My notion of collection development and of cataloging were a little different back in the day.
I now consider digital resources–OER, images, videos, audio files, slideshows, documents, ebooks, maps, art, student work, data sets, interactivities, simulations, and especially the elements of the world’s richest museums and archives–intrinsic parts of my collection.
I may not own them, but I use them. And I want them discoverable and openable directly from the tool I purchased for discovery and access–my OPAC.
Until recently, my OPAC just hasn’t been all that gracious a host. It’s been a bit open-content shy.
I’ve longed preferred my pathfinders and LibGuides as easy containers for collecting and curating and integrating open content into our instructional program. They were so flexible and never asked me to make a MARC record.
The project’s goal is to
explore ways in which school librarians can use DL [digital library] open content to expand and enrich the school library’s resource base and instructional support. This project uses the newest web-based technologies to help school librarians identify DL open content, integrate open content metadata into their OPACs, and help use open content for learning.
First released in beta in early 2010, the Web2MARC tool was developed for people (like me) who are not especially comfortable cataloging.
Marcia shares: It gets you through the basics and scaffolds the tailoring of MARC records for open content.
Beginning with a URL, librarians can easily create downloadable MARC records. The tool scrapes any useful data. Registered users may save and edit the resulting records, download them individually or as a batch.
But wait, there’s more.
Web2MARC also offers pull-down menus of Dewey numbers (at the three-number level), autofill suggestions of LC subject headings, and Common Core Standards at the grade band and the standards level.
And there’s more:
Web2MARC comes pre-populated with records from sources like: PBS LearningMedia.org, the National Science Foundation’s National Science Digital Library (NSDL), and Utah State University’s National Library of Virtual Manipulatives.
And there will be more:
On the top of the project’s priority list is the integration of indicators from the new Granular Identifiers and Metadata for the Common Core State Standards (GIM-CCSS). These new options will make it even easier for us to connect the items in our OPACs to specific curriculum, instruction and assessment.
Other priorities include developing packages of records, with starter packages addressing the Common Core and a special scraper for the new Digital Public Library of America’s metadata.
This video describes the project and the process in detail.
Marcia, shared her vision of how the DL2SL project highlights the value of the teacher librarian’s talents to the learning community and why the the Web2MARC tool is empowering:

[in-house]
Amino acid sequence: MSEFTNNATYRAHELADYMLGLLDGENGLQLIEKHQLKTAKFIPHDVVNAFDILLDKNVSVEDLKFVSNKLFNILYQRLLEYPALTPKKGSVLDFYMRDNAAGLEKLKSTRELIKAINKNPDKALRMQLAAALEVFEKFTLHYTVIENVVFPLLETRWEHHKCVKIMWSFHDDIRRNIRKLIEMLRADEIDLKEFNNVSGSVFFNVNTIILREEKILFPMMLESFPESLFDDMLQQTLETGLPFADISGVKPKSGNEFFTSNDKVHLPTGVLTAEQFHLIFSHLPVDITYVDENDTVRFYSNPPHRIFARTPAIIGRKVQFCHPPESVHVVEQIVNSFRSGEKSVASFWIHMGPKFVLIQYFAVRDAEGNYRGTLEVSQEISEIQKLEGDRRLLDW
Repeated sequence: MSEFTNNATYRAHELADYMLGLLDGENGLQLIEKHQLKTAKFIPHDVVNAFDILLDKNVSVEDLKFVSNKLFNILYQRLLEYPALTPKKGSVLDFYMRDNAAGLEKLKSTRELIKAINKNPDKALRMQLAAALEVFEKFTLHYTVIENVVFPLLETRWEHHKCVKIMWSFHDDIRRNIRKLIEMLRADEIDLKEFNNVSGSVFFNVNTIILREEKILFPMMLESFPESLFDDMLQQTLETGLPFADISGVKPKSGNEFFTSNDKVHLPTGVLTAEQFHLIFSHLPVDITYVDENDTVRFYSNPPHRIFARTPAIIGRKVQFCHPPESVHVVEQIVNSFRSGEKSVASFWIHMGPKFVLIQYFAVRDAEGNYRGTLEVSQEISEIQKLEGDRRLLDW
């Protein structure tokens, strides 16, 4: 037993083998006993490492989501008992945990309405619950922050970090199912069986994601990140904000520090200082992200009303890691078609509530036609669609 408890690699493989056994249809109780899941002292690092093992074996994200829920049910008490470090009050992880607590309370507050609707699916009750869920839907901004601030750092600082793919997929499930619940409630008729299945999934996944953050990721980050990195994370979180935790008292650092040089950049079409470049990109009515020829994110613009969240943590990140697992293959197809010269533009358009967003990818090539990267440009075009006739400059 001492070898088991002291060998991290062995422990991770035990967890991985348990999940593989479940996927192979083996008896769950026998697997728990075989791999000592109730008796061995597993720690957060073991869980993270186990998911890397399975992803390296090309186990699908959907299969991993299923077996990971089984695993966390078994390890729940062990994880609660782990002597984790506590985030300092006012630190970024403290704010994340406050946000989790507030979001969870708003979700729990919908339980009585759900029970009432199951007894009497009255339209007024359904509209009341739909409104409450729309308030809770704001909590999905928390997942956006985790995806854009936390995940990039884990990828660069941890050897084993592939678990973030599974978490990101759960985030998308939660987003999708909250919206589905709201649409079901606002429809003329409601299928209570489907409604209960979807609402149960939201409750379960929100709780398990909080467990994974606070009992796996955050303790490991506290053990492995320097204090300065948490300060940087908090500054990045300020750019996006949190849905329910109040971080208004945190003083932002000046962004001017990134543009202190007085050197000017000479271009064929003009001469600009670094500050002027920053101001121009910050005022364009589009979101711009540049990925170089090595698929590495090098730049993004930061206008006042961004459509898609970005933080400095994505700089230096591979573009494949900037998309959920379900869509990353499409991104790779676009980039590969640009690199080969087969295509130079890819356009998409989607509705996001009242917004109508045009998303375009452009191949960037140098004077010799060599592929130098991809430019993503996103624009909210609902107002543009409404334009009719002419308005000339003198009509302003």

You have to lead from your strength and for many school librarians, their strength is the collection they’ve carefully curated with high quality digital and physical resources that are directly linked to the curriculum and personal interest needs of the students in their schools. Each collection is unique. This is not generic knowledge or knowledge anyone else in the building has.If you’re trying to build a collaborative relationship, you have to have a clear idea of what you bring to the table. A history teacher with 20 years of experience brings 20 years of history teaching to the table. A school librarian with 20 years experience brings 20 years of intimate collection knowledge to the table. That’s a collaboration built on strengths that when combined are so much more than powerful than each on its own.
We are at a time now when the traditional textbook is being replaced with a digital textbook. Along with everything else they have to do, do teachers have the time and ability to find and assemble high quality OERs for each of their topics? I’d say no…school librarians have got to step into this mix. They are the only ones in the school who can. And I intend to give them tools that can help this mission.
And so, as our perennial Civil War novel credibility project looms at SHS, it seems even more urgent that we make a whole realm of resources more discoverable.
The plan is to grow our wimpy, little OPAC by grabbing full-text Google e-books (many primary sources) relevant to such topics as: Civil War medicine, prisons, generals, weapons, espionage, women, as well as documents from the Library of Congress, the National Archives and the National Parks Service. To make it a far more hospitable container for the content we really should be able to own.